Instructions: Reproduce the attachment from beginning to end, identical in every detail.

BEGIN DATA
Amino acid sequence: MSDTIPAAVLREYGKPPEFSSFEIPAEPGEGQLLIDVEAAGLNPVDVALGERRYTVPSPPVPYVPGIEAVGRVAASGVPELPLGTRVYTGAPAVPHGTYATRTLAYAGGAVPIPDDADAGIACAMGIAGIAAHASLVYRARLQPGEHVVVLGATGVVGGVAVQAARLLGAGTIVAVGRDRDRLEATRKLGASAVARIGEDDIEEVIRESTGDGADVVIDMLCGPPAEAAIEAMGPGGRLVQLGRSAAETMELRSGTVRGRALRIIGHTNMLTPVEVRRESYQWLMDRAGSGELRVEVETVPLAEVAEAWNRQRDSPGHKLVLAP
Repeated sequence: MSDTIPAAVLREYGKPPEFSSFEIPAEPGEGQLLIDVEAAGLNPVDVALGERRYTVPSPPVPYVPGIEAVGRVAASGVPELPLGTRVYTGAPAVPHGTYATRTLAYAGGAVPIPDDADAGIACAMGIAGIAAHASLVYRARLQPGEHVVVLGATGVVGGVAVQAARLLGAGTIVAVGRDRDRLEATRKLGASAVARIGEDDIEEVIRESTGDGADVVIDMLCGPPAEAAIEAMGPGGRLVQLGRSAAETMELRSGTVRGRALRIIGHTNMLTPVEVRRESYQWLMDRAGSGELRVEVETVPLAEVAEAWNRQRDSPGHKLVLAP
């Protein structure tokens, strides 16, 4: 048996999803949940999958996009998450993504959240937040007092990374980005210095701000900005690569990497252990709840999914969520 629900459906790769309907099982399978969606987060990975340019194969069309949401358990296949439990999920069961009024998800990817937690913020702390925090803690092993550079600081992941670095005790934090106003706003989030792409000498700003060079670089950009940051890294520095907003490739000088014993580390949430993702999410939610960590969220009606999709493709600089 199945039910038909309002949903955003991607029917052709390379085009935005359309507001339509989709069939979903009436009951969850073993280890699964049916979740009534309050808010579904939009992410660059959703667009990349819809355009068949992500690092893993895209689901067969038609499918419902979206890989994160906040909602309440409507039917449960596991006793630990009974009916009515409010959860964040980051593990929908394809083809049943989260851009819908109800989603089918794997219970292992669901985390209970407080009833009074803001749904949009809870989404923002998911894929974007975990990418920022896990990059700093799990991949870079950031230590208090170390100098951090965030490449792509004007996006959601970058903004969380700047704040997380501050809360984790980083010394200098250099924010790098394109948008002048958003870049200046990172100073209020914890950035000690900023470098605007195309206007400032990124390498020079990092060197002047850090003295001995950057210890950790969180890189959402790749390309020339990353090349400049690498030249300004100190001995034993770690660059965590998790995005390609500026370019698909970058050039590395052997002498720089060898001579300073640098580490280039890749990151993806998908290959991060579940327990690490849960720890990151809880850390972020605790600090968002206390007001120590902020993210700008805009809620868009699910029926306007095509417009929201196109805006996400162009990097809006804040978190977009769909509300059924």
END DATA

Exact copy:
Amino acid sequence: MSDTIPAAVLREYGKPPEFSSFEIPAEPGEGQLLIDVEAAGLNPVDVALGERRYTVPSPPVPYVPGIEAVGRVAASGVPELPLGTRVYTGAPAVPHGTYATRTLAYAGGAVPIPDDADAGIACAMGIAGIAAHASLVYRARLQPGEHVVVLGATGVVGGVAVQAARLLGAGTIVAVGRDRDRLEATRKLGASAVARIGEDDIEEVIRESTGDGADVVIDMLCGPPAEAAIEAMGPGGRLVQLGRSAAETMELRSGTVRGRALRIIGHTNMLTPVEVRRESYQWLMDRAGSGELRVEVETVPLAEVAEAWNRQRDSPGHKLVLAP
Repeated sequence: MSDTIPAAVLREYGKPPEFSSFEIPAEPGEGQLLIDVEAAGLNPVDVALGERRYTVPSPPVPYVPGIEAVGRVAASGVPELPLGTRVYTGAPAVPHGTYATRTLAYAGGAVPIPDDADAGIACAMGIAGIAAHASLVYRARLQPGEHVVVLGATGVVGGVAVQAARLLGAGTIVAVGRDRDRLEATRKLGASAVARIGEDDIEEVIRESTGDGADVVIDMLCGPPAEAAIEAMGPGGRLVQLGRSAAETMELRSGTVRGRALRIIGHTNMLTPVEVRRESYQWLMDRAGSGELRVEVETVPLAEVAEAWNRQRDSPGHKLVLAP
């Protein structure tokens, strides 16, 4: 048996999803949940999958996009998450993504959240937040007092990374980005210095701000900005690569990497252990709840999914969520 629900459906790769309907099982399978969606987060990975340019194969069309949401358990296949439990999920069961009024998800990817937690913020702390925090803690092993550079600081992941670095005790934090106003706003989030792409000498700003060079670089950009940051890294520095907003490739000088014993580390949430993702999410939610960590969220009606999709493709600089 199945039910038909309002949903955003991607029917052709390379085009935005359309507001339509989709069939979903009436009951969850073993280890699964049916979740009534309050808010579904939009992410660059959703667009990349819809355009068949992500690092893993895209689901067969038609499918419902979206890989994160906040909602309440409507039917449960596991006793630990009974009916009515409010959860964040980051593990929908394809083809049943989260851009819908109800989603089918794997219970292992669901985390209970407080009833009074803001749904949009809870989404923002998911894929974007975990990418920022896990990059700093799990991949870079950031230590208090170390100098951090965030490449792509004007996006959601970058903004969380700047704040997380501050809360984790980083010394200098250099924010790098394109948008002048958003870049200046990172100073209020914890950035000690900023470098605007195309206007400032990124390498020079990092060197002047850090003295001995950057210890950790969180890189959402790749390309020339990353090349400049690498030249300004100190001995034993770690660059965590998790995005390609500026370019698909970058050039590395052997002498720089060898001579300073640098580490280039890749990151993806998908290959991060579940327990690490849960720890990151809880850390972020605790600090968002206390007001120590902020993210700008805009809620868009699910029926306007095509417009929201196109805006996400162009990097809006804040978190977009769909509300059924």